American Experiences

Two American Experiences: Occupy Wall Street and Baltimore

The 2008 global economic crisis, the result of financial liberalization, brought the world to the brink. There have been multiple experiences of mobilization, anywhere on the planet, using the internet, social networks and the new ICTs as virtuous instruments for the organization, coordination and dissemination of protests, finding two of their most common manifestations in the United States. visible: the Occupy Wall Street movement and the so-called Baltimore riots, as part of a set of protests led by the African-American community as a result of the existing inequality between racial communities. The objective of this research is to know how both experiences of mobilization are interconnected thanks to the Internet and new ICTs, influencing one on the other in a global way, sharing a deep criticism against democratic practices that are no longer perceived as representative by a large part of the citizenry; and to a capitalist economy that is impoverishing the majority of citizens while enriching a minority.

In the new social movements resulting from the 2008 financial crisis (Iceland, Tunisia, Occupy or 15-M, among others), the Internet, new ICTs and social networks have been essential instruments for the coordination, organization and dissemination of protests, as a preliminary step in the occupation of physical spaces and in the mobilizing dynamics lived in them.

Internet as a virtuous example of the great capacity for empowerment in society, capable of finding on the Internet vehicles for information, the creation of solidarity networks and the launching of protest actions. In all these experiences of mobilization there is a leap from the virtual to the real, without interference from political parties, unions or other traditional organizations, in addition to having a horizontal structure without leaders, typical of the internet.

Crossing the Atlantic, in New York City and coinciding with the anniversary of the signing of the United States Constitution, on September 17, 2011 thousands of citizens occupied, following the example of the Spanish 15-M movement, Zuccotti Park, alongside Wall Street, showing the outrage of much of American society for a political system controlled by money.

Heir to Occupy Wall Street and as a result of the inequality between racial communities in the United States, we move to the streets of Baltimore, as an example or symbol of the racism that exists in this country. In 2015, Freddie Gray, a young African American arrested in Baltimore, suffered a serious spinal injury while in police custody, dying days later. What could be another example of police violence, in one of the most unequal cities on the East Coast, became the reason for thousands of protesters, mostly African American, to mobilize in violent riots against prejudice and abuse of security forces. In the same way as in other mobilization experiences, it was the recording of the moment of arrest, disseminated through social networks, which triggered the protests. Social networks, allied to the new ICTs, have become witnesses to the numerous abuses that the African-American community suffers in the United States.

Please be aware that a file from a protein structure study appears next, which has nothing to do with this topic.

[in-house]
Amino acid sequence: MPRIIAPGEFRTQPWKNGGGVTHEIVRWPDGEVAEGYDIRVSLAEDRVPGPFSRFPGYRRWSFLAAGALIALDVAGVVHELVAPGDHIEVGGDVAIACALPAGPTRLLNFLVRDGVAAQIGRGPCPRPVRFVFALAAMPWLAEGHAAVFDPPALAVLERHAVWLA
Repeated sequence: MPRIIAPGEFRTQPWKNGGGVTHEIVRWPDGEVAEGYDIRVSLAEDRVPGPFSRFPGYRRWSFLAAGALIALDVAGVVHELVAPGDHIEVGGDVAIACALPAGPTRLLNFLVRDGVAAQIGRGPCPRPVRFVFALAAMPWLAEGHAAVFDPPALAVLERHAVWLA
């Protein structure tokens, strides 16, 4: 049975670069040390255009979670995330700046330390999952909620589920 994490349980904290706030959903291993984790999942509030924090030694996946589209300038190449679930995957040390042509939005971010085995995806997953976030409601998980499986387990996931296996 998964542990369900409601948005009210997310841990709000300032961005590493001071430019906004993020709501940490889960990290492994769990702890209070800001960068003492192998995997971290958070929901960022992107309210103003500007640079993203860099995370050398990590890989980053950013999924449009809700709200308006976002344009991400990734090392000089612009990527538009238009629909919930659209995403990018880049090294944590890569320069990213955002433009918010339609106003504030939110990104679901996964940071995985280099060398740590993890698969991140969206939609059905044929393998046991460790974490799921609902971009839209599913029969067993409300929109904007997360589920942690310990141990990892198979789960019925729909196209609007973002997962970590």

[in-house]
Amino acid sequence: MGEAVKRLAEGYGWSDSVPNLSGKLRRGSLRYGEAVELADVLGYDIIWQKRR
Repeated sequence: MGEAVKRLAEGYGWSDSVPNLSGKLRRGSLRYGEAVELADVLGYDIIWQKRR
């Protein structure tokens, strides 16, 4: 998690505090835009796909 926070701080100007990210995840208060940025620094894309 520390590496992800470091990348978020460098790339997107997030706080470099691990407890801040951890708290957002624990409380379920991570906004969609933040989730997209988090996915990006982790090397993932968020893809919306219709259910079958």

Digital networks have driven in the field of history the growing interest in addressing other expressions of network phenomena: those made up of social, political, cultural, sociability, circulation of symbolic capital networks … Networks that have had a presence very long temporal, composing very complex and dense frames and nodes. The same would occur with global phenomena from that position of historical reflexivity, which has led to propose analyzes interested in clearing the dynamics of hegemony, dialogue, integration and hybridization.

The research has been developed through a methodology focused on the compilation, selection and qualitative analysis of a wide corpus of printed materials, both primary and secondary. The bulk of the literature consulted in this research is divided between theoretical or interpretative contributions, which offer us a general vision (be it political, economic or social) of the events narrated, and case studies linked in a concrete and singular way to the experiences of mobilization investigated.